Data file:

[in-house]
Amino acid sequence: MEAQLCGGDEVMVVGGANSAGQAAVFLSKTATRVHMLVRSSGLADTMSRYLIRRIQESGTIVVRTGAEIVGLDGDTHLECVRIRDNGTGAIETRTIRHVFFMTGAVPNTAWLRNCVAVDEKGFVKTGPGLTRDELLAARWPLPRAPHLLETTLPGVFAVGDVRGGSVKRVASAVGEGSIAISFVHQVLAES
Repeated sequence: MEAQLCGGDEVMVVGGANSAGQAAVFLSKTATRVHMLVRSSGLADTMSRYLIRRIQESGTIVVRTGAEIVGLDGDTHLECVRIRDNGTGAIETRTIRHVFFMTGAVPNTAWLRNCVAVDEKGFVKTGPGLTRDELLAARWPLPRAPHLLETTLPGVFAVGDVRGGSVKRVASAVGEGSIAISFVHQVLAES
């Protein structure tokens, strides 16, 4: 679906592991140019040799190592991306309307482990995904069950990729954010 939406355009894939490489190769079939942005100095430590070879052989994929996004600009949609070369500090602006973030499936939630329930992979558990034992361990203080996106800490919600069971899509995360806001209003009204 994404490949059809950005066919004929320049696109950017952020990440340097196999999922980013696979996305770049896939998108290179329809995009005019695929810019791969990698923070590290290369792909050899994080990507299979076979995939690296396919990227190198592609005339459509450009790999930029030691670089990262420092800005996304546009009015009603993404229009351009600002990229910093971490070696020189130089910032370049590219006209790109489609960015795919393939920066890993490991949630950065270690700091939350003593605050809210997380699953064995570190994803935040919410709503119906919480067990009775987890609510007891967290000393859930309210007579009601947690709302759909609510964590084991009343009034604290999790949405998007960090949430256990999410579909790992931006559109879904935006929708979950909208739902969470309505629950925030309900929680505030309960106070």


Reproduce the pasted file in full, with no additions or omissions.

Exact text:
[in-house]
Amino acid sequence: MEAQLCGGDEVMVVGGANSAGQAAVFLSKTATRVHMLVRSSGLADTMSRYLIRRIQESGTIVVRTGAEIVGLDGDTHLECVRIRDNGTGAIETRTIRHVFFMTGAVPNTAWLRNCVAVDEKGFVKTGPGLTRDELLAARWPLPRAPHLLETTLPGVFAVGDVRGGSVKRVASAVGEGSIAISFVHQVLAES
Repeated sequence: MEAQLCGGDEVMVVGGANSAGQAAVFLSKTATRVHMLVRSSGLADTMSRYLIRRIQESGTIVVRTGAEIVGLDGDTHLECVRIRDNGTGAIETRTIRHVFFMTGAVPNTAWLRNCVAVDEKGFVKTGPGLTRDELLAARWPLPRAPHLLETTLPGVFAVGDVRGGSVKRVASAVGEGSIAISFVHQVLAES
């Protein structure tokens, strides 16, 4: 679906592991140019040799190592991306309307482990995904069950990729954010 939406355009894939490489190769079939942005100095430590070879052989994929996004600009949609070369500090602006973030499936939630329930992979558990034992361990203080996106800490919600069971899509995360806001209003009204 994404490949059809950005066919004929320049696109950017952020990440340097196999999922980013696979996305770049896939998108290179329809995009005019695929810019791969990698923070590290290369792909050899994080990507299979076979995939690296396919990227190198592609005339459509450009790999930029030691670089990262420092800005996304546009009015009603993404229009351009600002990229910093971490070696020189130089910032370049590219006209790109489609960015795919393939920066890993490991949630950065270690700091939350003593605050809210997380699953064995570190994803935040919410709503119906919480067990009775987890609510007891967290000393859930309210007579009601947690709302759909609510964590084991009343009034604290999790949405998007960090949430256990999410579909790992931006559109879904935006929708979950909208739902969470309505629950925030309900929680505030309960106070």